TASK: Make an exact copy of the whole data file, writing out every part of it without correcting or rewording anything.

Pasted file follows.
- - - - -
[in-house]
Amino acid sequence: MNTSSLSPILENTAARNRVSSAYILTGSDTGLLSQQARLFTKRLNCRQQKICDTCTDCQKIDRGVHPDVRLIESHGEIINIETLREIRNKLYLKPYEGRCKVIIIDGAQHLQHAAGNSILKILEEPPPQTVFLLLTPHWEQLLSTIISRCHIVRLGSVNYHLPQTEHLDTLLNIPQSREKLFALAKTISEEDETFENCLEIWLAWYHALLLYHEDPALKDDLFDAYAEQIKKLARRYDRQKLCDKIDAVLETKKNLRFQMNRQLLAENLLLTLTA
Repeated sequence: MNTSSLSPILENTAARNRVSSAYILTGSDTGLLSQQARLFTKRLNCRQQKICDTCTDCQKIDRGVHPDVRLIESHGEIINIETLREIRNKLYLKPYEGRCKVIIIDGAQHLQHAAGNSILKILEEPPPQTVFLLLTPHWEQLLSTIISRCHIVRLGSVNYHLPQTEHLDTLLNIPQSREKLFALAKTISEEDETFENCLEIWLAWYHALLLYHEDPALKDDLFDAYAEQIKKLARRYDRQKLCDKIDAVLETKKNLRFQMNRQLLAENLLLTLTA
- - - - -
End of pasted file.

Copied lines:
[in-house]
Amino acid sequence: MNTSSLSPILENTAARNRVSSAYILTGSDTGLLSQQARLFTKRLNCRQQKICDTCTDCQKIDRGVHPDVRLIESHGEIINIETLREIRNKLYLKPYEGRCKVIIIDGAQHLQHAAGNSILKILEEPPPQTVFLLLTPHWEQLLSTIISRCHIVRLGSVNYHLPQTEHLDTLLNIPQSREKLFALAKTISEEDETFENCLEIWLAWYHALLLYHEDPALKDDLFDAYAEQIKKLARRYDRQKLCDKIDAVLETKKNLRFQMNRQLLAENLLLTLTA
Repeated sequence: MNTSSLSPILENTAARNRVSSAYILTGSDTGLLSQQARLFTKRLNCRQQKICDTCTDCQKIDRGVHPDVRLIESHGEIINIETLREIRNKLYLKPYEGRCKVIIIDGAQHLQHAAGNSILKILEEPPPQTVFLLLTPHWEQLLSTIISRCHIVRLGSVNYHLPQTEHLDTLLNIPQSREKLFALAKTISEEDETFENCLEIWLAWYHALLLYHEDPALKDDLFDAYAEQIKKLARRYDRQKLCDKIDAVLETKKNLRFQMNRQLLAENLLLTLTA